E-Bike Sales in US - Majors missing the bulk of the market ?

Mike's E-Bikes

Well-Known Member
This is an interesting article. If you read between the lines, it appears the major names in the industry that all go through traditional IBD's (i.e. Trek, Giant, Accell (Raleigh), Specialized, etc.) are missing the bulk of the sales in the US.

https://www.bicycleretailer.com/opi...ibd-e-bike-market-share-part-one#.XI-_0CJKg-1

BPSA estimated about $134,000,000 in sales for 2018 which is essentially data from established traditional bicycle channels, who are now carrying ebikes. Since there are many alternate channels for ebikes, including new ebike only stores (that aren't part of BPSA data), on-line retailers galore, and many direct shipments from China, other data suggests sales could have been between $250,000,000 and $300,000,000 in 2018.

With between 125 and 150 different brands of ebikes available in the US, per the consultants info mentioned in the article, and a LOT of those brands not selling through traditional bike shops, not only are the bike shops themselves missing the opportunity but the big guys aren't capturing it either as they typically insist on fairly tight requirements to allow a non-traditional outlet to sell their ebikes, which basically means only regular bike carrying shops can qualify.

Given that the ebikes from those players like Giant, Trek, Raleigh, Specialized, and others from Europe that are more premium brands like Stromer, Haibike, Tern, Reise&Mueller, A2B, BESV, Bulls, Cube, BH, Fantic, Gazelle, KahlKoff, Piaggio, Van Moof, Felt, Scott, and others, offer ebikes that are mostly priced in the $3000 to $6000 price range, it provokes the question of are their ebikes simply too high priced for the majority of would be ebike riders ?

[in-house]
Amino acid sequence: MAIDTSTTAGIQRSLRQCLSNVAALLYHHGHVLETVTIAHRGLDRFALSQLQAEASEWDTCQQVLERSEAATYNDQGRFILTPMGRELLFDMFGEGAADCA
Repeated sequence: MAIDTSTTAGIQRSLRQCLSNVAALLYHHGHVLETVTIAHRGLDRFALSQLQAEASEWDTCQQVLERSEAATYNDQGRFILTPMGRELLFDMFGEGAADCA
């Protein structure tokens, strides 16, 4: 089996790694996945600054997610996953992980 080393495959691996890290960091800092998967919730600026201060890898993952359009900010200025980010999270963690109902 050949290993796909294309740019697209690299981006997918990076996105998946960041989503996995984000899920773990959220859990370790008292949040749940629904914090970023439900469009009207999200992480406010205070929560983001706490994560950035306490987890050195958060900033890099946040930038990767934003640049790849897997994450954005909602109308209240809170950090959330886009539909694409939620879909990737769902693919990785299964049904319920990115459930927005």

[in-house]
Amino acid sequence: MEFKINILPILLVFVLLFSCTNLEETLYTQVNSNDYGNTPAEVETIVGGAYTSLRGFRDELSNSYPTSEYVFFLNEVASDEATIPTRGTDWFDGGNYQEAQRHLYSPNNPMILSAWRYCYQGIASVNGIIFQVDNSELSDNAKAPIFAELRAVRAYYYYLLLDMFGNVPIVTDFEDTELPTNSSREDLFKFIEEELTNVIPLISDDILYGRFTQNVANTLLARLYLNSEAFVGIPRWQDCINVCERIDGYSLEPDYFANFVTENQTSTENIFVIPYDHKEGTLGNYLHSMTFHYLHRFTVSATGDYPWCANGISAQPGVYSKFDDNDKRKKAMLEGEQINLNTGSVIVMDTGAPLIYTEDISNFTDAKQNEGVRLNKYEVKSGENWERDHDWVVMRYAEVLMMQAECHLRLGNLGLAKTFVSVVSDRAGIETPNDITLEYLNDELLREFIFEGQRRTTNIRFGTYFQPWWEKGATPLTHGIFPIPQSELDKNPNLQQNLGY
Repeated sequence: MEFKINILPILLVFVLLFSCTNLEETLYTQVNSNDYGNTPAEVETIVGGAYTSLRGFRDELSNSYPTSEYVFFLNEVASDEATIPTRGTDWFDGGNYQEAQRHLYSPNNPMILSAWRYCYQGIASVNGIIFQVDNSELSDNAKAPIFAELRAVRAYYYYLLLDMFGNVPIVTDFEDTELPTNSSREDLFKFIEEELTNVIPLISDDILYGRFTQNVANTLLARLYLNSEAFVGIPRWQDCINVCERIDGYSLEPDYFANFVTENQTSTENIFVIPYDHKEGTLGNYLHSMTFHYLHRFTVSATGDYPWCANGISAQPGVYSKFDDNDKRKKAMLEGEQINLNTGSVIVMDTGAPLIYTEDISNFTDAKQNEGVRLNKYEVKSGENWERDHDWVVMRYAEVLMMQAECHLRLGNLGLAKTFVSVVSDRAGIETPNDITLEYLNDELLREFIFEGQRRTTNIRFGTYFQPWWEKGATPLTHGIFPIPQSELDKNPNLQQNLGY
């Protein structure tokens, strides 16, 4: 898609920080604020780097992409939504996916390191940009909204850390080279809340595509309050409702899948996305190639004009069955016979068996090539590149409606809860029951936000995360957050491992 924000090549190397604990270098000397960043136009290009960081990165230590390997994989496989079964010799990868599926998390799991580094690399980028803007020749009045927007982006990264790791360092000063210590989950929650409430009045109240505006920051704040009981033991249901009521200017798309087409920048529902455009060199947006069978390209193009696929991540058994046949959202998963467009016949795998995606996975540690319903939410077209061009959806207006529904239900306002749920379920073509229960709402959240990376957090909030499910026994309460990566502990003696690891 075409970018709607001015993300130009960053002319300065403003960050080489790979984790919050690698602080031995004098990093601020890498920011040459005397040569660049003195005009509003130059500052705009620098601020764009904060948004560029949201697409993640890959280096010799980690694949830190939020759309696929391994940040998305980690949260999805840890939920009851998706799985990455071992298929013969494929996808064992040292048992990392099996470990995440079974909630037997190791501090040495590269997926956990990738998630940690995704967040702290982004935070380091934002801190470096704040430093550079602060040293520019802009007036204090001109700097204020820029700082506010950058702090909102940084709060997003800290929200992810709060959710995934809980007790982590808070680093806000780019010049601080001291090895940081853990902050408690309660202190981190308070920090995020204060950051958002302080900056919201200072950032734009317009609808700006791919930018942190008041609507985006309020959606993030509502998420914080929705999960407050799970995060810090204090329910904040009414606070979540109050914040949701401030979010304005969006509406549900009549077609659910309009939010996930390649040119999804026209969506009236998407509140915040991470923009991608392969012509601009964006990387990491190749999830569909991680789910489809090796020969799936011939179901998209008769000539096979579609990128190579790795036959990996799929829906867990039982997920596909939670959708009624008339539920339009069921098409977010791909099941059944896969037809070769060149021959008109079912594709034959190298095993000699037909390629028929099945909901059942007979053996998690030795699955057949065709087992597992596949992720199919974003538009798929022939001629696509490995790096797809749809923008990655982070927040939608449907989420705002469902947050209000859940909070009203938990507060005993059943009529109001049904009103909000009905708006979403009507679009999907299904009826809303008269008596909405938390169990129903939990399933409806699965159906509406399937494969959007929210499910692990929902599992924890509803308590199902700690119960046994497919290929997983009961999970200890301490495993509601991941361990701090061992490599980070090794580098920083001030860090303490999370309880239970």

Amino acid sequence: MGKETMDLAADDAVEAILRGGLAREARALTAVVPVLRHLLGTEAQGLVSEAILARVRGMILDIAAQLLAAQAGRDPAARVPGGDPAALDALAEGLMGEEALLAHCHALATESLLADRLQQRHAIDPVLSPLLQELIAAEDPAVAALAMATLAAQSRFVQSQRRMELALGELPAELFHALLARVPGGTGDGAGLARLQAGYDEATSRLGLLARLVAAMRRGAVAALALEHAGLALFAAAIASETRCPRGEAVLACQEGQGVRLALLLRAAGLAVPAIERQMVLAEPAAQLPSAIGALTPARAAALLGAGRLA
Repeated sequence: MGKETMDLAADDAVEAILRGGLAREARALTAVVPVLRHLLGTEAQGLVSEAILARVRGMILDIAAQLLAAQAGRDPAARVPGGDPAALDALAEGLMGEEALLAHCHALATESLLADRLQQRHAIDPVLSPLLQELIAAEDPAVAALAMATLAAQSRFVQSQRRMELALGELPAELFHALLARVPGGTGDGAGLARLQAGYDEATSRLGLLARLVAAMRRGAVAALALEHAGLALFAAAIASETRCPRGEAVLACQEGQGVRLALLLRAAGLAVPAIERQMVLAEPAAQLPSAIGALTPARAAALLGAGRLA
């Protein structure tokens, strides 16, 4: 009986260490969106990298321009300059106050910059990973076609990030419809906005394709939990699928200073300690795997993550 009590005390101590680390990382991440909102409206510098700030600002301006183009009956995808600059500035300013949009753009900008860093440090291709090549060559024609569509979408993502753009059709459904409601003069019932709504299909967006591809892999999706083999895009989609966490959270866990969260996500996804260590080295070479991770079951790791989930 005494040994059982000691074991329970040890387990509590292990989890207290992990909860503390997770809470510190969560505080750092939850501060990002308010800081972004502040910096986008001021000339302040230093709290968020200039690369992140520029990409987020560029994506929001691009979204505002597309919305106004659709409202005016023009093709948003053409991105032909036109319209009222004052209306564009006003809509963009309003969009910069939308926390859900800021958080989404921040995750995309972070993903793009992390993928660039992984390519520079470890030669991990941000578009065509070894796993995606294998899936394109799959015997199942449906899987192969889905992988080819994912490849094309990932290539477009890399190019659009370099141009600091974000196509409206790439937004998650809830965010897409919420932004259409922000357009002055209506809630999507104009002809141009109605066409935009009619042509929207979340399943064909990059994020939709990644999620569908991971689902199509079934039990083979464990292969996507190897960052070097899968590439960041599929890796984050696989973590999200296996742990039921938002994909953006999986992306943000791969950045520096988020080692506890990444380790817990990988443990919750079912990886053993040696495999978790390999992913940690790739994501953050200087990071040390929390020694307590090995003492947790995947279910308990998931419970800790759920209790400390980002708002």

There are a handful of non-traditional firms who never before offered regular bikes, like Pedego, Evelo, and GoCycle, who also have their ebike models priced fairly high (i.e. usually $3000 to $5000) that are doing ok to pretty darn good.

However, I suspect (based on the ESE data in the article) that the firms that have most of their ebikes priced between $800 and $2500, such as Rad Power, Magnum, Surface 604, Blix, Biktrix, Juiced, Sondors, E-Lux, M2S, e-Joe, Prodecotech, Amego, IGO, Aventon, Mate, etc. have carved out and will continue to carve out some rather significant unit sales numbers, and perhaps even revenue numbers that would make the "Biggies" blush with shame.

I would even go so far as to suggest that these Ebike only OEM's (who have models priced mostly between $800 and $2500) make up 75% of the difference between BPSA unit numbers, and the ESE numbers. With the other also rans (not listed here) making up the remaining 25%.

The 2019 projections are fairly aggressive, looking at 300,000 in unit sales to the USA. If it turns out that way, that would probably mean the market share growth of the non-traditional names that haven't been building regular bikes, are truly sticking it to the Big guys.

JUST A HUNCH: Big guys probably need to offer many more models priced below $2500, and to ditch trying to sell so many mid drives. (which add close to $1000 per copy versus hub drive). The typical ebike buyer, as Rad, Magnum, and many others have proven, could care less about the 'benefits' of a mid drive.

Can't wait to see Part 2 come out from this same source. ;)
 

harryS

Well-Known Member
In the article, IBD means independent bike distributor, and EBD means established bike distributor?

Yes, I think most ebike buyers just want an easier ride, they care about the cost, and aren't riding out in the woods where the benefits of a mid drive are apparent.

At the same time, can the business model of the majors really support entry level ebikes? Boy, better to be a consumer than a supplier, Mike.
 

Mr. Coffee

Well-Known Member
Just a couple of thoughts.

Where you say that some e-bikes might be "too expensive". From my standpoint you can make a very reasonable pitch for a $5000+ e-bike as a car replacement, and if you live in a fairly densely populated city and are thinking of using that e-bike for errands and commutes of 30 kilometers (round trip) or less you could reasonably expect to recoup your investment in two years just on what you'd likely save from parking costs. That doesn't include insurance or fuel. When I briefly lived in the Bay Area it was costing me $3000 per year for parking, even though I reworked things to cut that in half later on.